Here comes The Fighter

Only a man who knows what it’s like to be defeated can reach down to the bottom of his soul and come up with the extra ounce of power it takes to win when the match is even”. – Muhammad Ali

Today, I commiserate celebrate the half-way point of my foot rehab journey. 4.5 months since the surgery, 4.5 months until I can run again.

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Never before have I yearned for running, the first and longest love of my life, so fiercely. When I was running competitively at university, I had a beautiful old man of a coach who was in his 70’s (and still running…) and had been coaching distance runners for most of his life. After thrashing ourselves and giving 100% of what our hearts had to give at any given session, we would warm down and joke and laugh amongst the group. When all was said and done, he would look at me with those wise wrinkled eyes and say “I have never met someone who loves running like you do”. In my youthful naivety, I used to laugh at him. But right now, if you asked me to choose between running and my husband – my two grand loves – well I’d have to think about it! I’m joking sort of.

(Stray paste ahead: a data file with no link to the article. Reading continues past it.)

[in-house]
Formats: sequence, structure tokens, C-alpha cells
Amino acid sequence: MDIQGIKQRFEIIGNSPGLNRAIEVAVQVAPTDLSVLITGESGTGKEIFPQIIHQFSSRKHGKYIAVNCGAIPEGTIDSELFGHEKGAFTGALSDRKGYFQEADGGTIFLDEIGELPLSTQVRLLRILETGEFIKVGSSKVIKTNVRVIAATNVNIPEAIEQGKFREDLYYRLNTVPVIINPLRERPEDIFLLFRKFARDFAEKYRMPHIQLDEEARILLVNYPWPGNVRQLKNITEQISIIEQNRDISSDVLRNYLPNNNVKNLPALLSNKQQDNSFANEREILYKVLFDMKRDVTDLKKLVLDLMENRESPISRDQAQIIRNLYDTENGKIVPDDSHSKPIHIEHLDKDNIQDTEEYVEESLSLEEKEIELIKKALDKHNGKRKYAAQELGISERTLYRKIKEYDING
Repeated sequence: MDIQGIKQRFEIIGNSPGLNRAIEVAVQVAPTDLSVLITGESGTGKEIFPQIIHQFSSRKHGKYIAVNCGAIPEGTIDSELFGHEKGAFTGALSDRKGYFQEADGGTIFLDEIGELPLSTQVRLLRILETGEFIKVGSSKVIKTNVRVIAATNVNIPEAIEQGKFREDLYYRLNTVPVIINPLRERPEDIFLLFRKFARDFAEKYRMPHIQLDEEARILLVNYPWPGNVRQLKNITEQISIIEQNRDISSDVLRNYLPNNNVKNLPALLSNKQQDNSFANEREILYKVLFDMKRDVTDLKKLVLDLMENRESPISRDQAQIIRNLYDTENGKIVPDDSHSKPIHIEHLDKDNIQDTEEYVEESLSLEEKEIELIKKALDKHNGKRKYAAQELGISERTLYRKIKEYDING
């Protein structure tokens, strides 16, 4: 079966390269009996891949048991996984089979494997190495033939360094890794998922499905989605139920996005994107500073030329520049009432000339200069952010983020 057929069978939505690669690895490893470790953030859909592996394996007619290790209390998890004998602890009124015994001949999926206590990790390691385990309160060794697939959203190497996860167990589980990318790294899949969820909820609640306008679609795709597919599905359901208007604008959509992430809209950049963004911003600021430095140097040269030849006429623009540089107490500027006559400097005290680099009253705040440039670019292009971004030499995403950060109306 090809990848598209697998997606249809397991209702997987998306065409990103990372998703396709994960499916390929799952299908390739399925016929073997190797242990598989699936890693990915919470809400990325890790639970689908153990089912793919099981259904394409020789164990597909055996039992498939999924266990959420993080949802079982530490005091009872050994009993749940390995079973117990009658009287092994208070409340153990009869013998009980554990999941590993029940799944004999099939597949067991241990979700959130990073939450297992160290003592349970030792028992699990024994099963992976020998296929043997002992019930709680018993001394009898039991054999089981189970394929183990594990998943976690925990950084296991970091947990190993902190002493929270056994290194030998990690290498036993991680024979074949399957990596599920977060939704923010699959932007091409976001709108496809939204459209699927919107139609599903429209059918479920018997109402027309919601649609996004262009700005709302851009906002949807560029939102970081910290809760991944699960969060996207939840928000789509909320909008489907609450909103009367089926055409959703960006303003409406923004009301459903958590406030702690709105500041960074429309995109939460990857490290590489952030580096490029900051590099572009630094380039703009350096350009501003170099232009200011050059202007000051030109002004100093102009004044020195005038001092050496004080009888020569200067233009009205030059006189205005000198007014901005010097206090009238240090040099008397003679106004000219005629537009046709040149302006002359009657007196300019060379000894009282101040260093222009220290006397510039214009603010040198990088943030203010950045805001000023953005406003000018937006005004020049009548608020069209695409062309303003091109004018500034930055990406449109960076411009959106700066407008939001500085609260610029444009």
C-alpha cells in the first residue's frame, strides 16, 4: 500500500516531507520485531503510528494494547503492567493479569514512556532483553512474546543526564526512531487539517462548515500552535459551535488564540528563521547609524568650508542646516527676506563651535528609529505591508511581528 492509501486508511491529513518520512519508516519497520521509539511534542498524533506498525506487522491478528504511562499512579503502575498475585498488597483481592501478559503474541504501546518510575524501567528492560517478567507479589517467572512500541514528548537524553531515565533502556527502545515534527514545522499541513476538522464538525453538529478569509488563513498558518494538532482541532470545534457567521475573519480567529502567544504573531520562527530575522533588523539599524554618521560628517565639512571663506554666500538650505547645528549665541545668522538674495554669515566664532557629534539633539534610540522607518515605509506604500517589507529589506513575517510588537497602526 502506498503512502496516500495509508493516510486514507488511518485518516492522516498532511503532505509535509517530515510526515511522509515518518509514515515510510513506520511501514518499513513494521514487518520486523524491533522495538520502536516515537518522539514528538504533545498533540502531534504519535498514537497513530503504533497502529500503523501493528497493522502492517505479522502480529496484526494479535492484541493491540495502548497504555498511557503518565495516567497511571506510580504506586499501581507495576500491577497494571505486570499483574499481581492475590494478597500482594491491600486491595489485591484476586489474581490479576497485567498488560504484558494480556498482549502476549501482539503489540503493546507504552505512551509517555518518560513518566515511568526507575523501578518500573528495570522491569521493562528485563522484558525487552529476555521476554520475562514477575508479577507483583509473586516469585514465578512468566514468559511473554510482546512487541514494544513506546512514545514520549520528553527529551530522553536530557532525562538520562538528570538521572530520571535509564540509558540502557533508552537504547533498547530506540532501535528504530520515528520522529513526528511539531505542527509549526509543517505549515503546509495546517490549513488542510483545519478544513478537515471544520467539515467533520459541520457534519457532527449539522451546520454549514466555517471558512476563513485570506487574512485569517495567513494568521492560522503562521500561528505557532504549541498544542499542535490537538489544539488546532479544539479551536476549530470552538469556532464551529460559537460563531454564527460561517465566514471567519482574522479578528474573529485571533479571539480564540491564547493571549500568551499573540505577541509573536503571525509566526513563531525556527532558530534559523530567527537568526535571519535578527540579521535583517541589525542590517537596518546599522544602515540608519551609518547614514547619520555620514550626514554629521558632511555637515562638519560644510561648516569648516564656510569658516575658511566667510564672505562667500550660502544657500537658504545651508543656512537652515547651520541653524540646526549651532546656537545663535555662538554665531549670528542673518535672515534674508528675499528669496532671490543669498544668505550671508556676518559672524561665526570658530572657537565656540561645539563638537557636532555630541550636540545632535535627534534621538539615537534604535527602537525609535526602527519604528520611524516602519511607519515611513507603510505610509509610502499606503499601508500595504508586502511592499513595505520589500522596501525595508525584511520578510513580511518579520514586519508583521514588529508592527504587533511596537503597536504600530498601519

Early days....

Early days….

And yet, never in my life have I found it so hard to keep the “athlete mindset”. Not as in, screw training why bother. As in, screw rehab I want to go run, PRONTO. I want to get back to racing weight fitness, PRONTO. Hell, I want to race, and feel the best pain in the world. Not rehab pain. Not idle resting pain. Or surgery pain. Just the deep, all-encompassing fantastic pain of racing. I want that. And my heart yearns so extremely deeply for it, I feel a black hole that can’t be patched back up.

And God knows all too well that I am not patient. Ironic given all those years of being a patient. I suspect this may be God’s way of testing me….so that I learn patience. And so that I learn the most valuable lesson of my life to date: I am an Athlete. I am no longer Anorexic. Or an Athlete with an Eating Disorder. Facing the surgery, all those months ago, I remember with clarity driving home from the surgeon’s office crying, desperately hoping, but desperately fearful that I could not do this. I could not do this, without Ana. This was going to be the hardest test of my “recovered” life.

And in these last weeks that have passed, I cry again – because I know I am there. Throw vulnerability to the wind, I’m fighting the good fight.

There you are. I finally found you.

K xo

2013-09-05 med ball 1

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